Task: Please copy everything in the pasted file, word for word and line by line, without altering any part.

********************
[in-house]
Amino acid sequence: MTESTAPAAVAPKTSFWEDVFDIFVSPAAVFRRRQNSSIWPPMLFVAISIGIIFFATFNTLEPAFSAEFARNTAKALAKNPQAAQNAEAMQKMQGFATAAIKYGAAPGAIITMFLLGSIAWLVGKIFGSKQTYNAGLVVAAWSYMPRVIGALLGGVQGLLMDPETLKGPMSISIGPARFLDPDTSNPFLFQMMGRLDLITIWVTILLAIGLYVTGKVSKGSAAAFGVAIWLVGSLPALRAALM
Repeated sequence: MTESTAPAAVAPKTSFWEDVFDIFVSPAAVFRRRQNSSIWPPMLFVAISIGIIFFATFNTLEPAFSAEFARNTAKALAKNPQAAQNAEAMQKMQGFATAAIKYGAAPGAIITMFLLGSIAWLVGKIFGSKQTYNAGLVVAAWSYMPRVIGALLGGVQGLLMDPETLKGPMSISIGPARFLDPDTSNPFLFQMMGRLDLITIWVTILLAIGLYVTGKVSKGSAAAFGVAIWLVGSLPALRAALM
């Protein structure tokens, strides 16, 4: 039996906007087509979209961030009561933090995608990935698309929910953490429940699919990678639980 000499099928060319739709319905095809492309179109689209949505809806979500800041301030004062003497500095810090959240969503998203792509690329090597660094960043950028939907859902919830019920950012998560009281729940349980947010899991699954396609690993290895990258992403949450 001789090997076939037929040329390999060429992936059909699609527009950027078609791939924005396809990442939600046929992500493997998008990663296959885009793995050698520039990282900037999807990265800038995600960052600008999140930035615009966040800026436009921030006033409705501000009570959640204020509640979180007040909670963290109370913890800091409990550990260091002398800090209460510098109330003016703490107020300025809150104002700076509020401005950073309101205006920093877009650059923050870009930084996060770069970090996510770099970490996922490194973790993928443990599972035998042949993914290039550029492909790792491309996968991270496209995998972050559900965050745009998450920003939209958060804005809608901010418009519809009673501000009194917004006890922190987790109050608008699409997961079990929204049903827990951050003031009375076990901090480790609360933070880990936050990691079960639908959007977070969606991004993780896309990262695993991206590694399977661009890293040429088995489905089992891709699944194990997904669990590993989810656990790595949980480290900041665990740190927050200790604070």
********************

[in-house]
Amino acid sequence: MTESTAPAAVAPKTSFWEDVFDIFVSPAAVFRRRQNSSIWPPMLFVAISIGIIFFATFNTLEPAFSAEFARNTAKALAKNPQAAQNAEAMQKMQGFATAAIKYGAAPGAIITMFLLGSIAWLVGKIFGSKQTYNAGLVVAAWSYMPRVIGALLGGVQGLLMDPETLKGPMSISIGPARFLDPDTSNPFLFQMMGRLDLITIWVTILLAIGLYVTGKVSKGSAAAFGVAIWLVGSLPALRAALM
Repeated sequence: MTESTAPAAVAPKTSFWEDVFDIFVSPAAVFRRRQNSSIWPPMLFVAISIGIIFFATFNTLEPAFSAEFARNTAKALAKNPQAAQNAEAMQKMQGFATAAIKYGAAPGAIITMFLLGSIAWLVGKIFGSKQTYNAGLVVAAWSYMPRVIGALLGGVQGLLMDPETLKGPMSISIGPARFLDPDTSNPFLFQMMGRLDLITIWVTILLAIGLYVTGKVSKGSAAAFGVAIWLVGSLPALRAALM
């Protein structure tokens, strides 16, 4: 039996906007087509979209961030009561933090995608990935698309929910953490429940699919990678639980 000499099928060319739709319905095809492309179109689209949505809806979500800041301030004062003497500095810090959240969503998203792509690329090597660094960043950028939907859902919830019920950012998560009281729940349980947010899991699954396609690993290895990258992403949450 001789090997076939037929040329390999060429992936059909699609527009950027078609791939924005396809990442939600046929992500493997998008990663296959885009793995050698520039990282900037999807990265800038995600960052600008999140930035615009966040800026436009921030006033409705501000009570959640204020509640979180007040909670963290109370913890800091409990550990260091002398800090209460510098109330003016703490107020300025809150104002700076509020401005950073309101205006920093877009650059923050870009930084996060770069970090996510770099970490996922490194973790993928443990599972035998042949993914290039550029492909790792491309996968991270496209995998972050559900965050745009998450920003939209958060804005809608901010418009519809009673501000009194917004006890922190987790109050608008699409997961079990929204049903827990951050003031009375076990901090480790609360933070880990936050990691079960639908959007977070969606991004993780896309990262695993991206590694399977661009890293040429088995489905089992891709699944194990997904669990590993989810656990790595949980480290900041665990740190927050200790604070």